4:5 On the next day, 1 their rulers, elders, and experts in the law 2 came together 3 in Jerusalem. 4 4:6 Annas the high priest was there, and Caiaphas, John, Alexander, and others who were members of the high priest’s family. 5 4:7 After 6 making Peter and John 7 stand in their midst, they began to inquire, “By what power or by what name 8 did you do this?”
4:27 “For indeed both Herod and Pontius Pilate, with the Gentiles and the people of Israel, assembled together in this city against 9 your holy servant Jesus, whom you anointed, 10 4:28 to do as much as your power 11 and your plan 12 had decided beforehand 13 would happen.
1 tn Grk “It happened that on the next day.” The introductory phrase ἐγένετο (egeneto, “it happened that”), common in Luke (69 times) and Acts (54 times), is redundant in contemporary English and has not been translated.
2 tn Or “and scribes.” The traditional rendering of γραμματεύς (grammateu") as “scribe” does not communicate much to the modern English reader, for whom the term might mean “professional copyist,” if it means anything at all. The people referred to here were recognized experts in the law of Moses and in traditional laws and regulations. Thus “expert in the law” comes closer to the meaning for the modern reader.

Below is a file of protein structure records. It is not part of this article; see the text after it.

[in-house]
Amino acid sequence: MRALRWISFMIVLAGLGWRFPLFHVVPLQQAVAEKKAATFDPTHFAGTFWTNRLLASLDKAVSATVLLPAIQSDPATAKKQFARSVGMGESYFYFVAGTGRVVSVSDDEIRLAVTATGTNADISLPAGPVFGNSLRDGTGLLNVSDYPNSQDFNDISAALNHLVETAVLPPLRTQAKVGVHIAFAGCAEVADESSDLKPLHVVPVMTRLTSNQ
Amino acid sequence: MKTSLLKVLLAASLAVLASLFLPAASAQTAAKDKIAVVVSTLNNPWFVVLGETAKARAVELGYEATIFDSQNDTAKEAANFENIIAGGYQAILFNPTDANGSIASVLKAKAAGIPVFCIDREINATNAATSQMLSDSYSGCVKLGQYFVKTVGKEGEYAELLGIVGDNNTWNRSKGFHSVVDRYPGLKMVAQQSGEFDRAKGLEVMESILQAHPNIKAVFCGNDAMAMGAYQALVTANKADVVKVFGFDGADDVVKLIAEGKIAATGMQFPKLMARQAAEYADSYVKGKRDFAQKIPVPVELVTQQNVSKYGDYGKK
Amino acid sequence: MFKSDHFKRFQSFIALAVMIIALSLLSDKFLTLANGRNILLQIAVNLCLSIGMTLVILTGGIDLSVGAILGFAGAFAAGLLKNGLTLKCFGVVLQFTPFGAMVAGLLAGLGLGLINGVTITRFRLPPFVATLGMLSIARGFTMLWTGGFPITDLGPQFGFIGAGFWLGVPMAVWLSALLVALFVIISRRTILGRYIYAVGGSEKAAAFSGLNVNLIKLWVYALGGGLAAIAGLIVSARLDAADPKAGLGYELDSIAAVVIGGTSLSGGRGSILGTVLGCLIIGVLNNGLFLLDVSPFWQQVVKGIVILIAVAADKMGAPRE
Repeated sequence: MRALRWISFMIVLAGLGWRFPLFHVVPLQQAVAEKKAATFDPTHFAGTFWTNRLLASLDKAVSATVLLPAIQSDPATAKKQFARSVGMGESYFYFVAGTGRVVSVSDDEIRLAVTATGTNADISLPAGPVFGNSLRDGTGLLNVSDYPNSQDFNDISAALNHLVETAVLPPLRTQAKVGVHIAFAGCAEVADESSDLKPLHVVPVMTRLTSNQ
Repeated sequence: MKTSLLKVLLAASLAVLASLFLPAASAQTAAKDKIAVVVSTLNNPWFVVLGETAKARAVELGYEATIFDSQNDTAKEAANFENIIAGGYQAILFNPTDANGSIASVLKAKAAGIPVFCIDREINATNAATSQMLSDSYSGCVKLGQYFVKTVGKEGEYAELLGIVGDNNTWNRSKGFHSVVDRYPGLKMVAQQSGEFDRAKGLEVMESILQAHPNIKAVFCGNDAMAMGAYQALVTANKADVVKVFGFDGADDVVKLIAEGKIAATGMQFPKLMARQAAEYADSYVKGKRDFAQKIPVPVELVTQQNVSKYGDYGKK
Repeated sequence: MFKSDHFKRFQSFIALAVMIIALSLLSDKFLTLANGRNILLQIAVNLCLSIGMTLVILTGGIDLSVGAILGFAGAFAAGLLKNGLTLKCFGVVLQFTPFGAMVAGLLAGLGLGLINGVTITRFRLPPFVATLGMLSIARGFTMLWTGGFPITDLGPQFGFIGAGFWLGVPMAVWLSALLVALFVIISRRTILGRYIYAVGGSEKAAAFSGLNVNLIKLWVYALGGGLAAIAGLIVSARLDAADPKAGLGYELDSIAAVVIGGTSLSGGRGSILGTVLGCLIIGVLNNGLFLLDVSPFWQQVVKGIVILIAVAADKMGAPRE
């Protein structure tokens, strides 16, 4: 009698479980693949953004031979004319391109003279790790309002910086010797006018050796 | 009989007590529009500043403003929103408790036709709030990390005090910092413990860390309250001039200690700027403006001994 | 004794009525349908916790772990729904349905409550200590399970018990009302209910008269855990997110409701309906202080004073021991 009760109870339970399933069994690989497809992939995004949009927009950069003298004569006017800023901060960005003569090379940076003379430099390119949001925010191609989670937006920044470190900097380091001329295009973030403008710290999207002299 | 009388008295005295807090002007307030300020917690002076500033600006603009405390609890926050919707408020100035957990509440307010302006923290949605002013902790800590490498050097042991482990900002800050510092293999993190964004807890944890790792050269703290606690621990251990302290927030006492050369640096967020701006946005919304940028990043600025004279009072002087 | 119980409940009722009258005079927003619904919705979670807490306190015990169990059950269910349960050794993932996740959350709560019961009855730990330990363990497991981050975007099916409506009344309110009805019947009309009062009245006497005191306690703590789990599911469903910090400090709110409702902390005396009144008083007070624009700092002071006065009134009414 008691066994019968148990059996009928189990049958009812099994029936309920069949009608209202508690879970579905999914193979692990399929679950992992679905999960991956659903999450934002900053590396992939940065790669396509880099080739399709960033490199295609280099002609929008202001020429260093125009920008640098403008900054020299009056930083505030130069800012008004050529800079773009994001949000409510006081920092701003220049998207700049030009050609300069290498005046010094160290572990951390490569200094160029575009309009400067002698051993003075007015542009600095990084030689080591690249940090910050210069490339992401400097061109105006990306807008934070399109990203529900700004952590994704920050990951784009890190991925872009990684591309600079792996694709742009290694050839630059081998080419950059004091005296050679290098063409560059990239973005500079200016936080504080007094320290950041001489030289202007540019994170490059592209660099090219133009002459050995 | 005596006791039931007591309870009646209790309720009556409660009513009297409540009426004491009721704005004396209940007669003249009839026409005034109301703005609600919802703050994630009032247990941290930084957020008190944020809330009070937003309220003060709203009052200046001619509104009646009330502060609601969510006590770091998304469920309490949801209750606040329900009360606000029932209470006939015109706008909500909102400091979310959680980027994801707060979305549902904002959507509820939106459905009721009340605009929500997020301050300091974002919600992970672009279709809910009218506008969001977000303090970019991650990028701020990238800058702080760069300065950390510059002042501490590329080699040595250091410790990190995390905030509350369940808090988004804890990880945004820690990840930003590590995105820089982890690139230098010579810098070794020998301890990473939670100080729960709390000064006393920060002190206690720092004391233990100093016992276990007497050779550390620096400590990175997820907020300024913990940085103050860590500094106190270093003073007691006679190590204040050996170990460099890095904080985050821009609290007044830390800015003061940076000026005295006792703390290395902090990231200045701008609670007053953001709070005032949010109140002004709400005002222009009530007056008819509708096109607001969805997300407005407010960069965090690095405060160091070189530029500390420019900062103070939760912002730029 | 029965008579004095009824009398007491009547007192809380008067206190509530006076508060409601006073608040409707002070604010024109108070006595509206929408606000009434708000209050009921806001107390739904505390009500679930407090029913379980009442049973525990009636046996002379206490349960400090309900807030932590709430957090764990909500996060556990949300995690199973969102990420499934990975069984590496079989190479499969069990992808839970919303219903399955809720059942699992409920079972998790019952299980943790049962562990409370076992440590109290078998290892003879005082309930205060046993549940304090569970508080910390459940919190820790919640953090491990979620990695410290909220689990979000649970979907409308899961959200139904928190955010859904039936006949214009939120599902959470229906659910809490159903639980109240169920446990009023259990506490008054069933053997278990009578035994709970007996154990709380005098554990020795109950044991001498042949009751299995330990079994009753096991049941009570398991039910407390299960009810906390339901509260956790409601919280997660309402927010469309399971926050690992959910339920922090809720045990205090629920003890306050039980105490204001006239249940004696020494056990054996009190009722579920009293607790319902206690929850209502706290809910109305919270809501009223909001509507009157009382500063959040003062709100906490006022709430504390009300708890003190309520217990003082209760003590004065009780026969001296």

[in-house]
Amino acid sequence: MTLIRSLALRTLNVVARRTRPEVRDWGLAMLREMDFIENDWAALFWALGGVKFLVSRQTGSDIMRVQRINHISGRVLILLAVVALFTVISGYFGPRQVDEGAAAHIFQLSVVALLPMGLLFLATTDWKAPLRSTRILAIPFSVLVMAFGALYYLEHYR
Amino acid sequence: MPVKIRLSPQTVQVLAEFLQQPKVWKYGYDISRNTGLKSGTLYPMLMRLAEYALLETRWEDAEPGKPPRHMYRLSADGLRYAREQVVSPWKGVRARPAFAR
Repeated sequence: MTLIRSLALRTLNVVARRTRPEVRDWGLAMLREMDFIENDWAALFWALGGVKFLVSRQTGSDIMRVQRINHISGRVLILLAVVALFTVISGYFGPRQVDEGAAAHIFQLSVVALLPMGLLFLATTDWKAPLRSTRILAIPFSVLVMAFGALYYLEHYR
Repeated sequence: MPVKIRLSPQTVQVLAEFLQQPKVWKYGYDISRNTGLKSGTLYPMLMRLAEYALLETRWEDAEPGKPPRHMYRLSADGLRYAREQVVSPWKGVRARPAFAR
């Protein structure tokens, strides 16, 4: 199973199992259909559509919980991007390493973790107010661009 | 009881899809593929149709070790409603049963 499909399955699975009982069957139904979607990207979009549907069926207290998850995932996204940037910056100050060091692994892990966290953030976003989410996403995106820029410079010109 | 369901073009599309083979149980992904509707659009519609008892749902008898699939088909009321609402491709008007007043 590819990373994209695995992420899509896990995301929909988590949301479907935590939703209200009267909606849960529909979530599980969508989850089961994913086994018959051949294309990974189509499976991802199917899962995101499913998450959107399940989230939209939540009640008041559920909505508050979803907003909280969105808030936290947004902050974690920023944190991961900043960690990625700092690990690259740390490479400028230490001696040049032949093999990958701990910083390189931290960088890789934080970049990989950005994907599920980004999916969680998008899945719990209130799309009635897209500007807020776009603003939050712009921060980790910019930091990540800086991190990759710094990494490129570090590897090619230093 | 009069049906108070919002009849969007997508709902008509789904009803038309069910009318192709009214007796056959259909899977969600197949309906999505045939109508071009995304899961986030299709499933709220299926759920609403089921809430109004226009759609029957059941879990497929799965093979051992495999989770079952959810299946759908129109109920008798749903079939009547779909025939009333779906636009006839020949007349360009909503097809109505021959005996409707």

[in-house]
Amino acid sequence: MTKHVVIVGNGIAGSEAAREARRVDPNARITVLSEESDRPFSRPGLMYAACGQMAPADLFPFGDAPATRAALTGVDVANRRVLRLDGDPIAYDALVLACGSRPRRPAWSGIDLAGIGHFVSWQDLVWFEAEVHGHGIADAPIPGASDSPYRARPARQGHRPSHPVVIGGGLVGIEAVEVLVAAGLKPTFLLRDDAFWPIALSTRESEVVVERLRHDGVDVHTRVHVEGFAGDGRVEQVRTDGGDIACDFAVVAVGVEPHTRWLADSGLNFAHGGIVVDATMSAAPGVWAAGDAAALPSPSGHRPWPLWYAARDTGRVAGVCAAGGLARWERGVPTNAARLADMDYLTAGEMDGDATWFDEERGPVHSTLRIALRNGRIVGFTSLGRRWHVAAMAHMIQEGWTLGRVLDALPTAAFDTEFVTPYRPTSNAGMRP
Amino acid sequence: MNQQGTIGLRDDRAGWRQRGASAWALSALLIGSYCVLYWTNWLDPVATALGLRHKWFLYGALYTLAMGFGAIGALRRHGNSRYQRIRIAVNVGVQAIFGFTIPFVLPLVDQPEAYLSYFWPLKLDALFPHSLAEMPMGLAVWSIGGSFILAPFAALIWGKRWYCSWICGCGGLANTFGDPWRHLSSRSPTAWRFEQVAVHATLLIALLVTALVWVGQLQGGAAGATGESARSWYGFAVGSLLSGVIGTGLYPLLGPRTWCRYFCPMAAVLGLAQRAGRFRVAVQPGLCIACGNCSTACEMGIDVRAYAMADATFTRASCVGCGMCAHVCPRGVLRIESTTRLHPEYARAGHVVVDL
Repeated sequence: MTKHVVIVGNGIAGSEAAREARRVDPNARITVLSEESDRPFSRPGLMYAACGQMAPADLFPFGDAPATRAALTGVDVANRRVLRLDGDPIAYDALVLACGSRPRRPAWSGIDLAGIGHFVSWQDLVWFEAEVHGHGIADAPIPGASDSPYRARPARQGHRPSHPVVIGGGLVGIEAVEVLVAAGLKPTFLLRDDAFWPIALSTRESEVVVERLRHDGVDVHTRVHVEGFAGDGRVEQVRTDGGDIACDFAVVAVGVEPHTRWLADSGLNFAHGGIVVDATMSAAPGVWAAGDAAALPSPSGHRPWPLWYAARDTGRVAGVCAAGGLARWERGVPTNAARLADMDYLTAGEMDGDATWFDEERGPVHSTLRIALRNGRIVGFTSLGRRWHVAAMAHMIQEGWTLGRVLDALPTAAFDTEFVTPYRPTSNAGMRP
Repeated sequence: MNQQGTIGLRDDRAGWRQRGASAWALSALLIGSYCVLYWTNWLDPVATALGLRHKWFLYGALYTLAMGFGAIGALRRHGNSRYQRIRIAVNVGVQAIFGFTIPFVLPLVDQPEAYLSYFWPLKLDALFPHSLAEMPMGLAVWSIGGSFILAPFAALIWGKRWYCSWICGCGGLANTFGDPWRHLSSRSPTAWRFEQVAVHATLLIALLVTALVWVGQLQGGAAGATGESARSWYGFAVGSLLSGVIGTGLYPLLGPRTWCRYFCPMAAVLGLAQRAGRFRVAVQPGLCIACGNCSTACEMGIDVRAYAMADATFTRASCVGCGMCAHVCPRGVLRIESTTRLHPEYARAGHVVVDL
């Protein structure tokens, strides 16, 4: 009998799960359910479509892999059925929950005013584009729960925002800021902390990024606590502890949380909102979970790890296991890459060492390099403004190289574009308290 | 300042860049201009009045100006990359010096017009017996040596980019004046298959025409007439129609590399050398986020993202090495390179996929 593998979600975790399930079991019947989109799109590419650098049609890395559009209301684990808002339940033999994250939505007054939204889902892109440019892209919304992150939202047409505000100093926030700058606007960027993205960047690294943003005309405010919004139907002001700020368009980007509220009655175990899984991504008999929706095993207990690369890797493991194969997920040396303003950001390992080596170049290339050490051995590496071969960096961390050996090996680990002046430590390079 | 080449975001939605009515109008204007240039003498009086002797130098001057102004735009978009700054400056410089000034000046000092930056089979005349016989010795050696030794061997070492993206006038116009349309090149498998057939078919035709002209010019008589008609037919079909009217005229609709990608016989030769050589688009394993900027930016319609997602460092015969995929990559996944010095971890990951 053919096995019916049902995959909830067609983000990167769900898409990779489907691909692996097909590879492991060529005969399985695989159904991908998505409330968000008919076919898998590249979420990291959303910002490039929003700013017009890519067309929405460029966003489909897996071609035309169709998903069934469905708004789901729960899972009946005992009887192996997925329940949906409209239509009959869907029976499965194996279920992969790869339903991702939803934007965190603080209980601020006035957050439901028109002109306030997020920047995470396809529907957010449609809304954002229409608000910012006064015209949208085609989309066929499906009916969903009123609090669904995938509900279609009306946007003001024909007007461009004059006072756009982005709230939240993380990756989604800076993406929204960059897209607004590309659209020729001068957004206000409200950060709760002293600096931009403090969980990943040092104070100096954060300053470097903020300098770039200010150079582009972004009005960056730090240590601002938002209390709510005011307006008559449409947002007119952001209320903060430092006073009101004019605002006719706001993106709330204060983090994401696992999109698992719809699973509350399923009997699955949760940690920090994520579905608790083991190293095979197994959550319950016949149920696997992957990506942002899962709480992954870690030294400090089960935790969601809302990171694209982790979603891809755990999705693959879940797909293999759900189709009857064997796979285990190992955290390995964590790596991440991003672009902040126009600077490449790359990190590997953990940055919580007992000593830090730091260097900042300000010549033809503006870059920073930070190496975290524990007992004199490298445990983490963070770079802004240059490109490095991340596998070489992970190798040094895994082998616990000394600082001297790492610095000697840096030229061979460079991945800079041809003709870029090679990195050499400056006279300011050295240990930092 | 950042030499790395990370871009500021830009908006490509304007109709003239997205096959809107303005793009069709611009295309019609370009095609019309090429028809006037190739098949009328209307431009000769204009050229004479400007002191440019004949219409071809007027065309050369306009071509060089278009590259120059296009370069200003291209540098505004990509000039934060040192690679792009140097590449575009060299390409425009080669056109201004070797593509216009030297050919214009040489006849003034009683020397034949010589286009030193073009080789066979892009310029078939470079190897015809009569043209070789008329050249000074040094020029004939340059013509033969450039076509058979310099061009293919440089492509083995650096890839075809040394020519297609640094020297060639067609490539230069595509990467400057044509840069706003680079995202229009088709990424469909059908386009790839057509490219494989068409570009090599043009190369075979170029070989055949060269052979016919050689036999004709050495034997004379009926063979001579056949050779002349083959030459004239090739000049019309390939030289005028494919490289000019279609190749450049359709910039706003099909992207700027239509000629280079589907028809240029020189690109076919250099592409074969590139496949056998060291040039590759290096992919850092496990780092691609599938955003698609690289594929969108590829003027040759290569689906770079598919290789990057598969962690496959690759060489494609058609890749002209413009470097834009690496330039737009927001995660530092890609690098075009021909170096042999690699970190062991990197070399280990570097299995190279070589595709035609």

sn Experts in the law would have been mostly like the Pharisees in approach. Thus various sects of Judaism were coming together against Jesus.
3 tn Or “law assembled,” “law met together.”
4 map For location see Map5-B1; Map6-F3; Map7-E2; Map8-F2; Map10-B3; JP1-F4; JP2-F4; JP3-F4; JP4-F4.
5 sn The high priest’s family. This family controlled the high priesthood as far back as
6 tn Grk “And after.” Because of the length and complexity of the Greek sentence, καί (kai) has not been translated here. Instead a new sentence is begun in the translation at the beginning of v. 7.
7 tn Grk “making them”; the referents (Peter and John) have been specified in the translation for clarity.
8 sn By what name. The issue of the “name” comes up again here. This question, meaning “by whose authority,” surfaces an old dispute (see Luke 20:1-8). Who speaks for God about the ancient faith?
9 sn The application of Ps 2:1-2 is that Jews and Gentiles are opposing Jesus. The surprise of the application is that Jews are now found among the enemies of God’s plan.
10 sn A wordplay on “Christ,” v. 26, which means “one who has been anointed.”
11 tn Grk “hand,” here a metaphor for God’s strength or power or authority.
12 tn Or “purpose,” “will.”
13 tn Or “had predestined.” Since the term “predestine” is something of a technical theological term, not in wide usage in contemporary English, the translation “decide beforehand” was used instead (see L&N 30.84). God’s direction remains as the major theme.